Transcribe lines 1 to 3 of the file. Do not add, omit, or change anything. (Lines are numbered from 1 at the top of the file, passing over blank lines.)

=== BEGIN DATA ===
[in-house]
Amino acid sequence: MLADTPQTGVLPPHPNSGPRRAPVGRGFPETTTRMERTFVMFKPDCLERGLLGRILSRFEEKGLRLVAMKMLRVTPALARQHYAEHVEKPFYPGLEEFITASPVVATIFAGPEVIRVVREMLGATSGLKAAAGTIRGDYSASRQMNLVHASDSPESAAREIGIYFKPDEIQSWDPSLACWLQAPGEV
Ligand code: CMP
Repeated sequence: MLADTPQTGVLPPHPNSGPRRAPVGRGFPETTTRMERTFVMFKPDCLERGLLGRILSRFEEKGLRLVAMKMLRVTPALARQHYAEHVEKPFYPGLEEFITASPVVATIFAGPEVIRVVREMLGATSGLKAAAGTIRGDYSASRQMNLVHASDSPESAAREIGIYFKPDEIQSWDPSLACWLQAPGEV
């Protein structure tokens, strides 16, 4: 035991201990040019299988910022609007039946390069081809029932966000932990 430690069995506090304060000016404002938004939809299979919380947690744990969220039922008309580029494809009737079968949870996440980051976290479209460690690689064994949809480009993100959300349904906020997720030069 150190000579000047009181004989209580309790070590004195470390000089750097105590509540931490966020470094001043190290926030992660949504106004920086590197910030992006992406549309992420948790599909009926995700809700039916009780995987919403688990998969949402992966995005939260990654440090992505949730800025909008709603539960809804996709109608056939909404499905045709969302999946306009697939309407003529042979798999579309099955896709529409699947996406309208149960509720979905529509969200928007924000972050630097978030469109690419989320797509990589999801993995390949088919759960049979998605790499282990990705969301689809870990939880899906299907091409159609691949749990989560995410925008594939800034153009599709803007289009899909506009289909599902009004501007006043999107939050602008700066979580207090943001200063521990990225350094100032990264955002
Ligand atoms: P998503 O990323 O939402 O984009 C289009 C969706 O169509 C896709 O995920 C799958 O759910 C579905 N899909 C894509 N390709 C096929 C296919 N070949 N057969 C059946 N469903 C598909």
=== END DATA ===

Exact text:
[in-house]
Amino acid sequence: MLADTPQTGVLPPHPNSGPRRAPVGRGFPETTTRMERTFVMFKPDCLERGLLGRILSRFEEKGLRLVAMKMLRVTPALARQHYAEHVEKPFYPGLEEFITASPVVATIFAGPEVIRVVREMLGATSGLKAAAGTIRGDYSASRQMNLVHASDSPESAAREIGIYFKPDEIQSWDPSLACWLQAPGEV
Ligand code: CMP